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The proliferation of mobile technology has helped to firmly entrench smartphone and tablets in the very fabric of everyday lives.

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The proliferation of mobile technology has helped to firmly entrench smartphone and tablets in the very fabric of everyday lives.

To man’s credit, he has found a way to find good use for them as something other than a way to track his fantasy football stats or play Fruit Ninja.

According to GoWireless, mobile technology has been a boon for the business world, allowing for degrees of connectivity and interactivity that once were never thought to be possible.

It would seem only natural then that this trend should spill over into the classroom. However, is that really a good thing?

It’s important to be clear here that this question is not being posed in reference to the college and university environment. It’s evident that mobile devices provide benefits to top students in those settings.

In fact, if it’s been shown that having access to educational materials via tablets and smartphones has benefitted post-secondary school students, couldn’t one also assume that it would offer the same benefits in a K-12 setting? This is where the discussion gets interesting.

Legitimate Concerns on the Part of Educators

8656809164_8dc754d585Ask anyone who has sat through a college-level lecture after having observed primary and secondary school instruction, and the first difference that they’re likely to point out is the level of engagement of the students.

Given the already inherent degree of disconnect, many educators who work in the K-12 setting argue that the last thing that their students need is another electronic device to distract their attention.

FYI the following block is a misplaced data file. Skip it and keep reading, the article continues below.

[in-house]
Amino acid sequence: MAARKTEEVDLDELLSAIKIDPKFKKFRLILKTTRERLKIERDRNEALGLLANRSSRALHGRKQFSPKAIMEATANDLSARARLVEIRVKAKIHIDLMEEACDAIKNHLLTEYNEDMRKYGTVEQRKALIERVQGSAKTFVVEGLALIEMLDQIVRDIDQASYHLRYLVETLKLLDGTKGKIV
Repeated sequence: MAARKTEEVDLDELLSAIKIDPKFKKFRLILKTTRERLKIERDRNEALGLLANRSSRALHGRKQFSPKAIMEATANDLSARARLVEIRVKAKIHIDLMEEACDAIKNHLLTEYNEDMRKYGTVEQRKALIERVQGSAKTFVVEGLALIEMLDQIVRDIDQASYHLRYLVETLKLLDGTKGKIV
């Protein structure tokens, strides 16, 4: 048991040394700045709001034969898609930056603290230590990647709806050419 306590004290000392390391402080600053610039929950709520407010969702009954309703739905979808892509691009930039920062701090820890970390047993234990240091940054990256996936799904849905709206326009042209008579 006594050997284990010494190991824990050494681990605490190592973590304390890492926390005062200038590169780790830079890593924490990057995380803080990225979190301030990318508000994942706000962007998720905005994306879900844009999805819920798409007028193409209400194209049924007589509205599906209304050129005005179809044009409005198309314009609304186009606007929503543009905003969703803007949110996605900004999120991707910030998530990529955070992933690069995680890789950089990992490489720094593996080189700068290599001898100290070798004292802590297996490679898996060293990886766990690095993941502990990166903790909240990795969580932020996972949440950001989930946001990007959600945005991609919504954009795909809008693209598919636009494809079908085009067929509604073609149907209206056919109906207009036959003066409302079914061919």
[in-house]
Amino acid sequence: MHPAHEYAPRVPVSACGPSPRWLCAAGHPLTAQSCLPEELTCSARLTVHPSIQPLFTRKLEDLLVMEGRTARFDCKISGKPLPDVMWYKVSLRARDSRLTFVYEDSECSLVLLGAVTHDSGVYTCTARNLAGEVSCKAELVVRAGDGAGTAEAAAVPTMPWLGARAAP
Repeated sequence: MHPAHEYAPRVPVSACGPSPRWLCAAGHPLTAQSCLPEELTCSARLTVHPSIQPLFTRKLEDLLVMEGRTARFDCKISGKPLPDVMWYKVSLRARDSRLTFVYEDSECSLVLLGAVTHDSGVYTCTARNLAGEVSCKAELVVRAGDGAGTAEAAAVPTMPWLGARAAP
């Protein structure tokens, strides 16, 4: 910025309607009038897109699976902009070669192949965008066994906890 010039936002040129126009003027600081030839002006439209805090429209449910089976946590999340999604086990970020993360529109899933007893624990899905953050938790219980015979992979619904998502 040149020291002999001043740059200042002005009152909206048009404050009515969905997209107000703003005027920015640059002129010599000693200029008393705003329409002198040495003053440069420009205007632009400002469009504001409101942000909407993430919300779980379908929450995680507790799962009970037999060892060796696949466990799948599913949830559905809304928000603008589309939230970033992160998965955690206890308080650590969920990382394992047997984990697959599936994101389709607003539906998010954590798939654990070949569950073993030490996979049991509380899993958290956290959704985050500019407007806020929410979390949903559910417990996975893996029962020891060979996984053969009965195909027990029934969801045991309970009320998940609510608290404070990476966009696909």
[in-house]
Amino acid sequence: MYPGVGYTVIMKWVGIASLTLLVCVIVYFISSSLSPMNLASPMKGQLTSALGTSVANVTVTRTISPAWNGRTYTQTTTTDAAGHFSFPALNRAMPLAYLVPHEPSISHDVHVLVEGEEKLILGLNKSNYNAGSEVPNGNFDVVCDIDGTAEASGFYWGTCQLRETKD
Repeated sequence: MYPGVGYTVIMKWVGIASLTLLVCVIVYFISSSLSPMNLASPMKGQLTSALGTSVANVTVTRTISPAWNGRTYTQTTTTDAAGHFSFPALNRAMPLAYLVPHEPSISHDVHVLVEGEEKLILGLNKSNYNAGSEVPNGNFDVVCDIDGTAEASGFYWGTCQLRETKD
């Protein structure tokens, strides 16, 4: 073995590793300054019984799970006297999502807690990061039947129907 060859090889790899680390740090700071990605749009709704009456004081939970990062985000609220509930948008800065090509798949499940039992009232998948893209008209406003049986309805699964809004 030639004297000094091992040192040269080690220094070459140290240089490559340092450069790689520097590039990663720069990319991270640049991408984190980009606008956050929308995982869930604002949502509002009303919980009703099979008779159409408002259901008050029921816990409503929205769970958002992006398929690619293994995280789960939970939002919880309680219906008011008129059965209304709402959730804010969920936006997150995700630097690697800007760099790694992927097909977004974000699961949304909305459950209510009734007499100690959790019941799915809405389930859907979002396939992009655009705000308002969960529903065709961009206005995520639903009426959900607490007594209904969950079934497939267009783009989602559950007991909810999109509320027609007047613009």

As tech-savvy as today’s youth are, one can easily understand the concern that some have that the kids could easily use school-issued smart devices to access inappropriate or distracting content while in class.

Another major concern that primary and secondary education providers have about allowing mobile devices in the classroom as that it could introduce an whole new level of cyberbullying into the classroom. While smart devices do allow for improved interactivity, that’s not to say that all communication that would be going back and forth across a scholastic network would be good.

Plus, in this case, there’s no teacher there to intercept the note as it’s making its way across the class.

Potential Benefits That Cannot Be Overlooked

There are those who would say that choosing to ignore the potential problems that using mobile devices in the classroom present isn’t doing kids any favors. Rather, the more appropriate thing would be to embrace the technology early and teach kids how to use it responsibly. It’s hard to argue that such efforts wouldn’t result in kids being better prepared to utilize mobile resources better when they are placed in environment where their use is necessary.

Other potential advantages the mobile devices could offer elementary and secondary schools students include the following:

  • The chance to become more involved in class
  • Access to more reliable information faster
  • Increased opportunities to collaborate with other students

As of right now, many of these benefits are simply theoretical as the use mobile technology in schools is still not to the point of producing reliable data to support its benefit.

The argument on both sides of the aisle regarding the impact that mobile devices could have in a classroom setting presents valid points. The concerns of those who feel that they could disrupt the structure of the classroom may indeed be well-founded.

However, as is often the case with any new educational opportunity, using mobile technology to help support classroom studies will likely be a process that plunges forward, achieving both successes and failures along the path of today’s educators turning it into the tool that tomorrow’s teachers will truly benefit from.


photo credit: DEMO-Mobile-Setup-0120 via photopin (license)
photo credit: DEMO-Mobile-Setup-0476 via photopin (license)

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